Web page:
2014 Pennsylvania Legal Aid Excellence Awards - Remarks of Justice Thomas G. Saylor


The Honorable Thomas G. Saylor, Justice of the Supreme Court of PennsylvaniaBelow are the remarks of the Honorable Thomas G. Saylor, Justice of Supreme Court of Pennsylvania made at the PLAN Excellence Award Dinner on on Tuesday, March 18, 2014.

JUSTICE SAYLOR: I have long believed that one of the measures of a just society is its degree of concern for the less fortunate among it.  I have also long espoused the notion that one of the values which defines the legal profession’s basic and traditional responsibilities is an obligation to ensure the adequate distribution of legal services.  Because law pervades all significant social arrangements and institutions, legal services must be widely available to the citizenry.

The measure of support which the Pennsylvania Legal Aid Network enjoys among the bench and organized bar of this Commonwealth, as well as the leadership in our legislature, is evident from the list of this evening’s honorees and those in attendance at this celebration of their contributions toward legal services and access to justice throughout Pennsylvania. 

When I have the occasion to speak with law students, I always commend that they consider spending a portion or indeed all of their career in public service whether it be government, the defender’s office, legal services or public interest law, as the professional satisfaction often transcends that of private practice.  Unfortunately, however, the increasing cost of legal education is making it more difficult for law school graduates to pursue these alternative career paths.  That is one of the reasons that our Court enabled the establishment of the Loan Repayment Assistance Program (LRAP) to provide loan forgiveness for attorneys working for legal service agencies. 

The LRAP is administered by the Pennsylvania Bar Foundation under a grant from the IOLTA Board funded by pro hac vice admission fees.  The initial three-year grant provided over $860,000 of loan repayment assistance to 116 attorneys employed full-time by IOLTA-supported legal service organizations, and the Court has approved a subsequent three-year grant for the calendar years 2014-2017 in an amount slightly over $1 million.

I also tell young lawyers aspiring to public service that they will occasionally have opportunities to advance the law which are not typically available in a private practice setting, and that they never know where their cause and client may take them.  I would like to illustrate this point with a story.  It’s a story about a lawyer, Louis Lusky, and a client, Sam Thompson.

Louis Lusky was a prominent professor at Columbia Law School and a pioneer in the field of civil rights law, and I was fortunate to have been a student in his constitutional law class.  After graduating from Columbia Law School, he clerked for Justice Harlan Fiske Stone on the United States Supreme Court and then returned to practice in his hometown of Louisville, Kentucky, where he also did pro bono work for what was then the Kentucky Civil Liberties Union.

In the 1950s, the City of Louisville, like many other cities, particularly in the south, had so-called anti-loitering ordinances which were often used for racial harassment.   In 1959, an elderly black man named Sam Thompson was waiting for a bus on a Saturday evening at the Liberty End Café in Louisville.  He wasn’t bothering anyone and he passed the time shuffling his feet in rhythm with the music from the jukebox.  Two police officers entered the café, and seeing Thompson, accosted him and asked him his reason for being there to which he replied that he was waiting for a bus.  The officers then arrested him for loitering.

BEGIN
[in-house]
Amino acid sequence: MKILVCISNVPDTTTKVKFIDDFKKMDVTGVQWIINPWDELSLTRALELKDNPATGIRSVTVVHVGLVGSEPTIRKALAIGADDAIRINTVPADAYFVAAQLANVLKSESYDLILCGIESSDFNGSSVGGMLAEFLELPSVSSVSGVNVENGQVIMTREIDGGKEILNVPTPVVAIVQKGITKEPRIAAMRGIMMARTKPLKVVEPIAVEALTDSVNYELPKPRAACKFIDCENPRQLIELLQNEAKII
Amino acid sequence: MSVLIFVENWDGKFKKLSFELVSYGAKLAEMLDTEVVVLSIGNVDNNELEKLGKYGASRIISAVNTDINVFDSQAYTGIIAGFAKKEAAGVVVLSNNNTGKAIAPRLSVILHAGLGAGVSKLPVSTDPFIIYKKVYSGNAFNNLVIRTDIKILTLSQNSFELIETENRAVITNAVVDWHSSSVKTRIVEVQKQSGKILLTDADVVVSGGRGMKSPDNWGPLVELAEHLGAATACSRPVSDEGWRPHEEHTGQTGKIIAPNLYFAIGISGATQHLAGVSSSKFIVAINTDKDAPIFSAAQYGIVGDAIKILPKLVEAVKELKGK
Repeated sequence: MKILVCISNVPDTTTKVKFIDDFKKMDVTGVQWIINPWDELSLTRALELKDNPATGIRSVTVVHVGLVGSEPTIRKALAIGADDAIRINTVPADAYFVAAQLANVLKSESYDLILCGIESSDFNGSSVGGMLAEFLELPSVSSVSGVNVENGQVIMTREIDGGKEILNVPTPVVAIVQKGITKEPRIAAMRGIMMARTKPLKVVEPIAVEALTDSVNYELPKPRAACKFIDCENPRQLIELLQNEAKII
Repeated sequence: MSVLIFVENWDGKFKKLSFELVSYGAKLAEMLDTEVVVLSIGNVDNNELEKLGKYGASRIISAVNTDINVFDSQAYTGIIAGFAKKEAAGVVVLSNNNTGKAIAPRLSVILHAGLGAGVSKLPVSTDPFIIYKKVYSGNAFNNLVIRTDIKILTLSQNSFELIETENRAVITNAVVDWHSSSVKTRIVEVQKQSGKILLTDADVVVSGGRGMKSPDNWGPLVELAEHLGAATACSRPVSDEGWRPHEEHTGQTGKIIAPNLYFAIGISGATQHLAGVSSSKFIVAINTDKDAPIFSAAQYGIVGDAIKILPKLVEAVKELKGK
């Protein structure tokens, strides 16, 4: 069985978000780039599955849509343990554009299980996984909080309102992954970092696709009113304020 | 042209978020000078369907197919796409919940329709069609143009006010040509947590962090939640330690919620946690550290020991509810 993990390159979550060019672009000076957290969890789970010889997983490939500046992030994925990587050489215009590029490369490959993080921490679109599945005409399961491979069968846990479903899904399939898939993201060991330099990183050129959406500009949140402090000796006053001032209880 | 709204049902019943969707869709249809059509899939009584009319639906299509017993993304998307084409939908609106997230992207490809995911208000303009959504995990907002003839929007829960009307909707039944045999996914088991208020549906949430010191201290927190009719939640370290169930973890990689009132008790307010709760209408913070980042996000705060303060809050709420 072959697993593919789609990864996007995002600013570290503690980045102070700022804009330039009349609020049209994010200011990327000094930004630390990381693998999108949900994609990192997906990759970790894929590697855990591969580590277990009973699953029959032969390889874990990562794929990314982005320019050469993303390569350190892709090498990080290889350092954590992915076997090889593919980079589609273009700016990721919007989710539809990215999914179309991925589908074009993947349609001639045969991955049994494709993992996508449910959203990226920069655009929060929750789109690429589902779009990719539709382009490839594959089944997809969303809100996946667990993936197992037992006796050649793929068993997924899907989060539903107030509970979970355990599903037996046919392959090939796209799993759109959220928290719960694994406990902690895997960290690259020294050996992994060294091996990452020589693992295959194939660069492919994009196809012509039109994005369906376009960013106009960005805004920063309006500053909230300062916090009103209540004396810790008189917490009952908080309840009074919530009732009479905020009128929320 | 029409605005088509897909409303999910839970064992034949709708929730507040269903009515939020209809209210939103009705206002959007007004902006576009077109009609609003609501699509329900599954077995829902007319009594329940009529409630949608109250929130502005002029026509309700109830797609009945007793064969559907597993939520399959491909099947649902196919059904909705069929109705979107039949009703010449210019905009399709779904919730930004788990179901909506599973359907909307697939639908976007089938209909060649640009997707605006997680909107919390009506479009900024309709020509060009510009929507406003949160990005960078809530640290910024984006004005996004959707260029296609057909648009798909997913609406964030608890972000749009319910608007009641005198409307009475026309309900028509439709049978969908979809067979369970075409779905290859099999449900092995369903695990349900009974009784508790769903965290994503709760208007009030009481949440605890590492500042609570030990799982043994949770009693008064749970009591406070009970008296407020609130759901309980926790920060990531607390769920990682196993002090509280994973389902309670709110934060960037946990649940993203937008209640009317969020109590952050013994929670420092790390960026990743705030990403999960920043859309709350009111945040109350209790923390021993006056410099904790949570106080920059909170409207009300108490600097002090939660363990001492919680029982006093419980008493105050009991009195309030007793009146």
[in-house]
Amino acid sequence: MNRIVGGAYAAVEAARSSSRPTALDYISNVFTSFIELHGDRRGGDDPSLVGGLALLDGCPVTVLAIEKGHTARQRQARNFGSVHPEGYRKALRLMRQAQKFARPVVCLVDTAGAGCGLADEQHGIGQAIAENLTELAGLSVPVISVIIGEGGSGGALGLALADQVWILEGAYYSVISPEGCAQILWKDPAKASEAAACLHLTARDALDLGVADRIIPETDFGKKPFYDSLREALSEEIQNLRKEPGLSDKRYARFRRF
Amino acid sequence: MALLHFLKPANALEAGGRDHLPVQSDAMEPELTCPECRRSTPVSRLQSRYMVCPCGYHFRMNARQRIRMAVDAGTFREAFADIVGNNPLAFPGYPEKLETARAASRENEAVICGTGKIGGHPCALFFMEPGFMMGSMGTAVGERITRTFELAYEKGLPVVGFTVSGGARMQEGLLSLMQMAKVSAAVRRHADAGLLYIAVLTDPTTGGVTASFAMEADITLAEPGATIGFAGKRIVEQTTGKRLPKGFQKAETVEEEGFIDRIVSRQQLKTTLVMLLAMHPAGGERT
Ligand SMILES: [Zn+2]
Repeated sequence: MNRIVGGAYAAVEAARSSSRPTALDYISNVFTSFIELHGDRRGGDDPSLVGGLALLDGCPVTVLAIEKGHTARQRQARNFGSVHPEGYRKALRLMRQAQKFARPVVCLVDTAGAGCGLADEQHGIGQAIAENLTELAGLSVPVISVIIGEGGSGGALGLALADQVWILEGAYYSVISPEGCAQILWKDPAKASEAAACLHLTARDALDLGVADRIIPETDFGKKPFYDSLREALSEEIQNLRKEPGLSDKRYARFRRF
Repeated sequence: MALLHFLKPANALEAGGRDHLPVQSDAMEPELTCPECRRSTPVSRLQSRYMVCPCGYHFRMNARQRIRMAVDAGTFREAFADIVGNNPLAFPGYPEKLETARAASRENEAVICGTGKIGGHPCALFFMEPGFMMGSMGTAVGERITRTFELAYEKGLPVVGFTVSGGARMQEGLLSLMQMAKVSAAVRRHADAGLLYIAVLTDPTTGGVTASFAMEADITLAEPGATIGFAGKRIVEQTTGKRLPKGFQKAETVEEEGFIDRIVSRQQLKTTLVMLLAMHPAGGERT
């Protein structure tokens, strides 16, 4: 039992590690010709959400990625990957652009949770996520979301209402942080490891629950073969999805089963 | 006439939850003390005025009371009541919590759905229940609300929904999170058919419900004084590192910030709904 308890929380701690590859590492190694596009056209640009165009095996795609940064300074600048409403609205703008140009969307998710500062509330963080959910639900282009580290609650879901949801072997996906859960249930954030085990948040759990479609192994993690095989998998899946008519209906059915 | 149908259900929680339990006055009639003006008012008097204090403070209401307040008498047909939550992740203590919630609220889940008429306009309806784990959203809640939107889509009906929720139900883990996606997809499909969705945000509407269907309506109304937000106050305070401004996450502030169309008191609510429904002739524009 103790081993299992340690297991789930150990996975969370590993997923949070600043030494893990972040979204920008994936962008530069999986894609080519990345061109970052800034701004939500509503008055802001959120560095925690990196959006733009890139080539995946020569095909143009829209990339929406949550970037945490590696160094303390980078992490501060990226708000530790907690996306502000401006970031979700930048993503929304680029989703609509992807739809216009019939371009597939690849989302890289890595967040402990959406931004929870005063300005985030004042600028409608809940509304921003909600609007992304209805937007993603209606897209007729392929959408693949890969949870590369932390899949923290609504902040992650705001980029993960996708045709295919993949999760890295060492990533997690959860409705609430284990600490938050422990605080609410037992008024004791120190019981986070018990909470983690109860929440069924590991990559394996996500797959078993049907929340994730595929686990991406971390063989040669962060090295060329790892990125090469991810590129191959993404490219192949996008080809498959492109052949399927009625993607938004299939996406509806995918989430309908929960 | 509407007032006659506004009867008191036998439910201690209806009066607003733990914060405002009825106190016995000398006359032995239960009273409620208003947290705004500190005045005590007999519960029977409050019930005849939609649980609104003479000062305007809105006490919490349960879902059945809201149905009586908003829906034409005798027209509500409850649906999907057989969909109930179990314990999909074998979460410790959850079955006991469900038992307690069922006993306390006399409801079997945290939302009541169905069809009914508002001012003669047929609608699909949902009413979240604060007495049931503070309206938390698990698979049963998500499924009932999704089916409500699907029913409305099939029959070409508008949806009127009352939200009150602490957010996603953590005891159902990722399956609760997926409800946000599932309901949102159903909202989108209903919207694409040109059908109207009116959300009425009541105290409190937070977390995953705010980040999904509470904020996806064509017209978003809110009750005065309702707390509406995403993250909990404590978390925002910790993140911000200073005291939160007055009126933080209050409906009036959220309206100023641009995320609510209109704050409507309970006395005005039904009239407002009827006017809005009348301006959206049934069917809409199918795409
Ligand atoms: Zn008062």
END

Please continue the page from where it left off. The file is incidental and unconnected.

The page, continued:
When Sam Thompson appeared in the Louisville Police Court to answer this charge, he was accompanied by his counsel, Louis Lusky.

I remember Professor Lusky telling this story to his class some 45 years ago.  He recalled that the Police Court Magistrate said something to the effect of “Oh Lusky, you’re here again.  What are you going to do?  Make a federal case out of this?”  To which Lusky responded “I just might.”  The Police Court convicted the defendant of loitering and fined him $10.

In 1959, Police Court fines of less than $20 on a single charge were not appealable or otherwise reviewable in any other Kentucky Court.  Thus this judgment constituted a ruling by the highest state court having jurisdiction over the matter.

Louis Lusky was therefore able to petition the United States Supreme Court for certiorari which the Court granted.  In the years since I first heard this story, I have occasionally tried to imagine the reaction of that Police Court Magistrate in Louisville when he opened his mail one day and found a writ from the nation’s highest court ordering him to send his scant record to Washington, D.C.

In a relatively brief and unanimous opinion, authored by Justice Black, the United States Supreme Court held that the charges against the Petitioner were so totally devoid of evidentiary support as to render his conviction unconstitutional under the due process clause of the 14th Amendment.  The name of this landmark case is Thompson v. City of Louisville.

This simple principle, that it is a violation of due process to convict and punish a man without evidence of his guilt, is enshrined in our pantheon of constitutional values thanks to the efforts of a young legal aid lawyer.

And so, as you work each day to ensure equal justice for all, you truly never know where your cause and client might take you.